The first method uses a conventional frequency domain filtering technique [35] which needs a manual selection of window size and position to filter out all but the fundamental frequency component of FFT spectrum. The second method employs MO-BEMD to decompose the fringe pattern and retrieves the phase by extracting the half plane of 2D Fourier spectrum of the IMF. The last method further normalizes the IMF of MO-BEMD and then extracts the phase map by an inverse cosine function. The normalization is an iterative process of dividing the IMF by the envelope that can be obtained using the method in section 2.2.

For convenience, the fringe pattern with the IQI equal to 0.80 in Fig. 7 is chosen as an example. A Hanning window with a best-performing width and position is chosen to implement frequency domain filtering. The phase error map is shown in Fig. 8(a) . The error map shown in Fig. 8(b) is obtained by MO-BEMD method with the same low-pass denoising filter as in section 3.2. At last, the resulting IMF from MO-BEMD is further normalized to be 1 valued in amplitude, as shown in Fig. 8(c). The phase error map is shown in Fig. 8(d). The MSE values of the three methods are 0.422, 0.054 and 0.051rad, respectively. Evidently, the accuracy of phase recovery using frequency domain filtering is much lower than that of the other two methods, particular in the areas with slow variation and low modulation.

## 4. Real example

A real fringe pattern projected onto a plaster model, as exhibited in Fig. 9(a) , is examined to verify the performance of the proposed MO-BEMD for experimental data. As a widely used profilometry, the fringe-projected technique projects sinusoidal fringes on object surface and recovers height distribution from the phase of deformed fringe patterns. Fourier transform is usually used to suppress zero-frequency components in the case of single-pattern projection, a technique known as Fourier transform profilometry [2]. The phase is retrieved by extracting the component of the fundamental frequency. However, separation of the fundamental frequency from the zero frequency is quite challenging in many situations, and may even be impossible when the spectra excessively overlap as a result of complex reflectivity and warped surface. Consequently, measurement accuracy deteriorates seriously. In addition, much attention has to be paid to the manual selection of proper window size and position of the filter.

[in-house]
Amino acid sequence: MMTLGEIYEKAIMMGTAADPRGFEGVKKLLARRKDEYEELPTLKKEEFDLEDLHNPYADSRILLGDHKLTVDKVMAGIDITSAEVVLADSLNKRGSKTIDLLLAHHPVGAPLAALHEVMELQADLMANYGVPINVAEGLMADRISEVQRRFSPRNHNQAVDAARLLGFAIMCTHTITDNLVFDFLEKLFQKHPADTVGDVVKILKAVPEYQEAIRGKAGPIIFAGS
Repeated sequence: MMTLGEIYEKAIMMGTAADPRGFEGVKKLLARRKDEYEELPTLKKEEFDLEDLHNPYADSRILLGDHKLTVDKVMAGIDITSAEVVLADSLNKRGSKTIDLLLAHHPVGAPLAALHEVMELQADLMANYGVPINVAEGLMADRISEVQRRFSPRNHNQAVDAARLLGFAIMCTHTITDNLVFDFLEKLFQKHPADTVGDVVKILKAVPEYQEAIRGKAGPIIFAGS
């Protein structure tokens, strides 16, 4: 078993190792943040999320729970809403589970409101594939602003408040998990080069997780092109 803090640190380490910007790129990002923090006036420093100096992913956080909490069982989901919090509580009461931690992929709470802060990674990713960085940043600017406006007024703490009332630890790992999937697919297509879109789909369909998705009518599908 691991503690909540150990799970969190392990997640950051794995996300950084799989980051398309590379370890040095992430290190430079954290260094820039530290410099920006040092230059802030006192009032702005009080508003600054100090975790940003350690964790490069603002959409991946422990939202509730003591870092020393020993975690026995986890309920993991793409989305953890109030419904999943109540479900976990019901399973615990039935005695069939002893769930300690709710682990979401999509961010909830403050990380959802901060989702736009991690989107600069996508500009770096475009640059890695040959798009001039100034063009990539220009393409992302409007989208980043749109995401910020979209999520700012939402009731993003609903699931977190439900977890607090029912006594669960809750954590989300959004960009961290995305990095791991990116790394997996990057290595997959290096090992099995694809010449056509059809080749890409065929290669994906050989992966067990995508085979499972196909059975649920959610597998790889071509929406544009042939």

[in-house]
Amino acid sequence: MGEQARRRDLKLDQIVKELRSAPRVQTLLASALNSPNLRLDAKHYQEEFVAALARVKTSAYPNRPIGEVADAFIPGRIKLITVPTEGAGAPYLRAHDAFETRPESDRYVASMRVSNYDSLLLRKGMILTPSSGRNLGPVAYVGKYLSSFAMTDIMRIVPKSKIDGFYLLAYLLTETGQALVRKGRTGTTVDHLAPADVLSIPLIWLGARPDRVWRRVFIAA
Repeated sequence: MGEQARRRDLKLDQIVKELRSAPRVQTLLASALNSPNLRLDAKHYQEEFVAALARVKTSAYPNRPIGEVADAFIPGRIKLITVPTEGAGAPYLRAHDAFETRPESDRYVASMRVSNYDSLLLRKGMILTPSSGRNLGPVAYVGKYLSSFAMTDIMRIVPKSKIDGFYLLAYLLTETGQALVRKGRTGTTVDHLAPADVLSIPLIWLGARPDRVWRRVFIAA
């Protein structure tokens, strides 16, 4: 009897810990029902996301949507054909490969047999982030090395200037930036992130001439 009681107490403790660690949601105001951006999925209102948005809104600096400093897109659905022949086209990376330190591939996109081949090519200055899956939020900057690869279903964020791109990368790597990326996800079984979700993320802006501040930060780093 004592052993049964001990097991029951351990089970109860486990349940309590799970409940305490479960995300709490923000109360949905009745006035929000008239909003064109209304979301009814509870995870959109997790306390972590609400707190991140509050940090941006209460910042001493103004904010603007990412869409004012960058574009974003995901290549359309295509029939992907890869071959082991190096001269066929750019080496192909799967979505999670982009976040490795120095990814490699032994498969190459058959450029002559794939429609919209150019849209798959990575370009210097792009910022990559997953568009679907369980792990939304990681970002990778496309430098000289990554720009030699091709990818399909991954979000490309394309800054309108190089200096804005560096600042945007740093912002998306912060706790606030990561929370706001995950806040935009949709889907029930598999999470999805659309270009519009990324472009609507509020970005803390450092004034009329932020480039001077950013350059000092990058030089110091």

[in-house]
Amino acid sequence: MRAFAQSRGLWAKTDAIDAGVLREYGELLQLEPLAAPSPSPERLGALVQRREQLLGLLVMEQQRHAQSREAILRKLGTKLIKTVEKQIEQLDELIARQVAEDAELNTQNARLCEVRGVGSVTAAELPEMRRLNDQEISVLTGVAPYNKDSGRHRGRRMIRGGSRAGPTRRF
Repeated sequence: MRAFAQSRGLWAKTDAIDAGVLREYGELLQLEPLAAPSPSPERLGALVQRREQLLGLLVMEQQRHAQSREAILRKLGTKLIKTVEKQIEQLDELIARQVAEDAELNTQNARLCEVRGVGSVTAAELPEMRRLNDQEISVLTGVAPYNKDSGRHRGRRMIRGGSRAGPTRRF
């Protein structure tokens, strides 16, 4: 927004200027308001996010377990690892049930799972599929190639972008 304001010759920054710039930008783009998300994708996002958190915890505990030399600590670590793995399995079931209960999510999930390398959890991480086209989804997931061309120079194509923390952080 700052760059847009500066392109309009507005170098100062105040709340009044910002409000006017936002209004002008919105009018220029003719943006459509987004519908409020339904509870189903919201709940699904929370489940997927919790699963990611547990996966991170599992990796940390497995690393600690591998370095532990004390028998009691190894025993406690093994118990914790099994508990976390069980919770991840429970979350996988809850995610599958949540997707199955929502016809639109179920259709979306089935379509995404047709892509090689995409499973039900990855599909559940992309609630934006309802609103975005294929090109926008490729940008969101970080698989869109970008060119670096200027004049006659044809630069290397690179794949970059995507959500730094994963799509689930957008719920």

MO-BEMD is applied in this example to filter out the zero-frequency components automatically. The pattern is decomposed by MO-BEMD after low-pass denoising. The IMF and residue are shown in Figs. 9(c) and 9(d), respectively. The residue is very close to the intensity distribution of the plaster model under white light, as shown in Fig. 9(b). To demonstrate that the IMF is locally symmetrical to the zero plane, the phase is retrieved by merely extracting the half plane of the 2D FFT spectrum of the IMF, as shown in Fig. 9(e).